The influence of neutrophils on the antihyperalgesic effects induced by sigma-1 antagonists during carrageenan-induced acute inflammation was then explored. For these experiments, a submaximal dose of anti-Ly6G (7.5 µg), which was enough to markedly decrease neutrophil infiltration at the inflamed site without significantly altering inflammatory edema or the behavioral responses of mice with or without inflammation to mechanical or thermal stimuli (Fig. 4 D and E, respectively), was used. This dose of anti-Ly6G abolished the ameliorative effects of BD-1063 and S1RA on inflammatory mechanical and thermal hypersensitivity (Fig. 4 D and E, respectively), whereas a high dose of isotype control (20 µg) had no effect (Fig. 4 D and E). These results suggested that the observed effects were specific. Together, our findings show that the naloxone-sensitive antihyperalgesic effects induced by sigma-1 antagonism on carrageenan-induced acute inflammation require the presence of EOPs produced by neutrophils (which constitute the majority of the immune infiltrate) at the inflamed site.

Naloxone-Sensitive Effects of Sigma-1 Antagonists in Sustained Inflammation.

As the predominant immune cell types vary with the time course of the inflammation (21), we sought to determine whether the naloxone-sensitive antihyperalgesic effects of sigma-1 antagonists were preserved when the predominant myeloid cells during inflammation differ from neutrophils. The presence of neutrophils 5 d after carrageenan administration was almost negligible, whereas the presence of macrophages/monocytes (CD11b+Ly6G– cells) was largely increased, constituting the majority (about 70%) of CD45+ cells (Fig. 5A). Similar to neutrophils, macrophages/monocytes were found to express POMC mRNA (Fig. 5B). These data are consistent with previous reports showing that all immune cell subpopulations produce EOPs (22) and that distinct leukocyte lineages are the main source of these peptides at different stages of inflammation (21). Under this sustained inflammatory condition, animals showed a prominent mechanical hyperalgesia that was reversed by the sigma-1 antagonists S1RA and BD-1063 (Fig. 5C). The effects of these sigma-1 antagonists were abolished by both the sigma-1 agonist PRE-084 and the peripheral opioid antagonist naloxone methiodide (Fig. 5C), indicating that both sigma-1 receptors and peripheral opioid receptors are involved in the effects induced by these drugs during sustained inflammation and support that immune-driven peripheral opioid analgesia induced by sigma-1 antagonism is not limited to neutrophilic inflammation.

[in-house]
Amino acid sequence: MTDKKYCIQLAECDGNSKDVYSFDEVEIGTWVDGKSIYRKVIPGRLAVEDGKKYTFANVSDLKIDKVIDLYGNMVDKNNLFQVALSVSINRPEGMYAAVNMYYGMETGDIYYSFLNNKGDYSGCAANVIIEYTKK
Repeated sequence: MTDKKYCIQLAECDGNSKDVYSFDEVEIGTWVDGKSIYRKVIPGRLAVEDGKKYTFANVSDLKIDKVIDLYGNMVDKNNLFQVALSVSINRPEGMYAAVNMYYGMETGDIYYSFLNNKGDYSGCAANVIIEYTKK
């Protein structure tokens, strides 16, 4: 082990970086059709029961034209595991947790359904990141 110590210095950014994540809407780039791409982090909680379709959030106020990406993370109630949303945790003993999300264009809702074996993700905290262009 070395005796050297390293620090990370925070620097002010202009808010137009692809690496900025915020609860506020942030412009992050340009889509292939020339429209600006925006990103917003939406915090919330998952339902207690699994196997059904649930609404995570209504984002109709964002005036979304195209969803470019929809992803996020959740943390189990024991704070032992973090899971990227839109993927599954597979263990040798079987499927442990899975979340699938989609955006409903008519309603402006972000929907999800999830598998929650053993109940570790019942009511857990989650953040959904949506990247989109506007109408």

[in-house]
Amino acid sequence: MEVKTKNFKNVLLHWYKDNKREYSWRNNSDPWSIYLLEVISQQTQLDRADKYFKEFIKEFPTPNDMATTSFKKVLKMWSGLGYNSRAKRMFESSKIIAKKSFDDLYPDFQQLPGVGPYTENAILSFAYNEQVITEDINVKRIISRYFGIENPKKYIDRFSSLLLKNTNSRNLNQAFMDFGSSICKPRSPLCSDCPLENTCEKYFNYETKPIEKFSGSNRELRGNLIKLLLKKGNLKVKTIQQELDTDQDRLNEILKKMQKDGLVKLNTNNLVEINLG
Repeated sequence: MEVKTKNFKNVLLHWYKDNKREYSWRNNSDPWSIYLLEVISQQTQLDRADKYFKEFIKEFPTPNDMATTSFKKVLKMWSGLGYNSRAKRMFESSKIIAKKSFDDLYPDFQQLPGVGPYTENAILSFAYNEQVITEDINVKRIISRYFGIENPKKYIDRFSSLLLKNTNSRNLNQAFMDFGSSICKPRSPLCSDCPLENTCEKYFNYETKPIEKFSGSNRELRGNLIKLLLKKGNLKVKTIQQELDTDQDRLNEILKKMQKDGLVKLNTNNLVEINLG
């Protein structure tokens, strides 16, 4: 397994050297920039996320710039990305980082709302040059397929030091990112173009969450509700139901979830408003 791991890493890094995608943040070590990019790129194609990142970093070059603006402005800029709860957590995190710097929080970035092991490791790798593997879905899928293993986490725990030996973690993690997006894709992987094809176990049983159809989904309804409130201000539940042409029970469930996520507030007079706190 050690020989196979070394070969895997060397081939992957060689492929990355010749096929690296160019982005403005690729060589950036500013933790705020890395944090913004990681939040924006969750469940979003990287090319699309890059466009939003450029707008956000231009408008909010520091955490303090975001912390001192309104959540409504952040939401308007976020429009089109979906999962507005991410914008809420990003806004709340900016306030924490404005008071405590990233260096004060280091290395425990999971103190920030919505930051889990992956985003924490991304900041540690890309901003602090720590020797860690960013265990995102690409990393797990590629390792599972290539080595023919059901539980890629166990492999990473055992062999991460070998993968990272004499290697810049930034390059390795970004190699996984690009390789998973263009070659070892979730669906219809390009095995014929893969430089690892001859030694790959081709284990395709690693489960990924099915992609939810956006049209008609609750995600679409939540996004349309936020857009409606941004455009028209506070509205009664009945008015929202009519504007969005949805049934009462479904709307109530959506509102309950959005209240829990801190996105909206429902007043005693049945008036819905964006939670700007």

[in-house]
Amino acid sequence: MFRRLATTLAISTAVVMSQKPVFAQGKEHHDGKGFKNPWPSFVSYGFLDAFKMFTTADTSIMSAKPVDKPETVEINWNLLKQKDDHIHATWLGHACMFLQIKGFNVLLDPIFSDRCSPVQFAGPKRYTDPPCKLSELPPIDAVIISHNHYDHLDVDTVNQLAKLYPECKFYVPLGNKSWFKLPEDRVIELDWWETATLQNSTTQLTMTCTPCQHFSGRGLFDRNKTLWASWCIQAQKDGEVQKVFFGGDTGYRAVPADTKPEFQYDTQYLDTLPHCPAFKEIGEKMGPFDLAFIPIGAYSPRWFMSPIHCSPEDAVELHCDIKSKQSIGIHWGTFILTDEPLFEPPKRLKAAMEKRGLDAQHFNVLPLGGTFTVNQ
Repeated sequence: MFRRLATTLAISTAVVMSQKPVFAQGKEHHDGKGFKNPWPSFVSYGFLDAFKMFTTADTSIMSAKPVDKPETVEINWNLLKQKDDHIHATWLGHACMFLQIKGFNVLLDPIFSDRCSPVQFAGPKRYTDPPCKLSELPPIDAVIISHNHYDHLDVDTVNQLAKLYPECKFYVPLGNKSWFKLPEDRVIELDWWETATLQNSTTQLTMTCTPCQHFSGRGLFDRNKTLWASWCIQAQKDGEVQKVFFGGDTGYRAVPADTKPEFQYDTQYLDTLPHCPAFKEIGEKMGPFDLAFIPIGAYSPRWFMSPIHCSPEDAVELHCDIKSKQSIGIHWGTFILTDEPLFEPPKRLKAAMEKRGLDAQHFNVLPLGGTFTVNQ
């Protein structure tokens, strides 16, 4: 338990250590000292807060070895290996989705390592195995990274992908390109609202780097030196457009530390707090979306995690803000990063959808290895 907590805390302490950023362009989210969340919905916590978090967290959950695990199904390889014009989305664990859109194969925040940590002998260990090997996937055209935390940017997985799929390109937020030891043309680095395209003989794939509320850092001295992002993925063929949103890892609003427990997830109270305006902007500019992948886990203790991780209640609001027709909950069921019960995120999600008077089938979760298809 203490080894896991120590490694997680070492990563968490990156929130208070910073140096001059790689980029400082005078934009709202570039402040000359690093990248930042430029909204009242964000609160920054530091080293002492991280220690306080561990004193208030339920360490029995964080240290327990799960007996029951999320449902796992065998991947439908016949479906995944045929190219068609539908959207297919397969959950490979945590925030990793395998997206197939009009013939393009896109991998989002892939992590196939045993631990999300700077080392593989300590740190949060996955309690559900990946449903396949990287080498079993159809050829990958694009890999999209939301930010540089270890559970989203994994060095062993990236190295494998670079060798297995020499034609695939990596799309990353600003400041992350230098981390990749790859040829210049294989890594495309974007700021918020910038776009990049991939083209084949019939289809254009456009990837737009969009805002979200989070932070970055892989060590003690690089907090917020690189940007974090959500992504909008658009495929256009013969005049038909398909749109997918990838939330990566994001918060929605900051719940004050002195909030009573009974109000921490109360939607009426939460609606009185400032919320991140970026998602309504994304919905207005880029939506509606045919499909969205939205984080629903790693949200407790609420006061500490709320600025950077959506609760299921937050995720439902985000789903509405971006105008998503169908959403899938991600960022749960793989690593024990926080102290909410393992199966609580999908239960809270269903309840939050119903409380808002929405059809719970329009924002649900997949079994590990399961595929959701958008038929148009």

Fig. 5.
The peripheral opioid-dependent effects of sigma-1 antagonists are preserved during sustained inflammation. (A) Representative FACS blot of CD45+ cell populations in the inflamed paw: CD11b+Ly6G– (macrophages/monocytes) and CD11b+Ly6G+ (neutrophils). (B) Real-time PCR products for POMC mRNA and 18S ribosomal RNA (18S rRNA) as an internal standard (predicted band sizes 165 bp and 133 bp, respectively) from FACS-purified macrophages/monocytes (macs/mono). (C) Effects induced by the sigma-1 antagonists BD-1063 (BD) or S1RA on mechanical hyperalgesia. Mice were injected i.pl. with carrageenan (inflamed) or saline (noninflamed) 5 d before the evaluation and administered s.c. with the sigma-1 antagonists PRE-084 (PRE) and naloxone methiodide (Nx-M). Bars show means ± SEM from 8 to 10 animals. **P < 0.01, mice without vs. mice with inflammation; ##P < 0.01, mice with inflammation treated with sigma-1 antagonists vs. mice with inflammation treated with solvent controls; ††P < 0.01, mice with inflammation treated with sigma-1 antagonist alone vs. mice with inflammation treated with PRE or Nx-M; one-way ANOVA followed by Bonferroni test.

Effects of Sigma-1 Antagonism on Formalin-Induced Pain.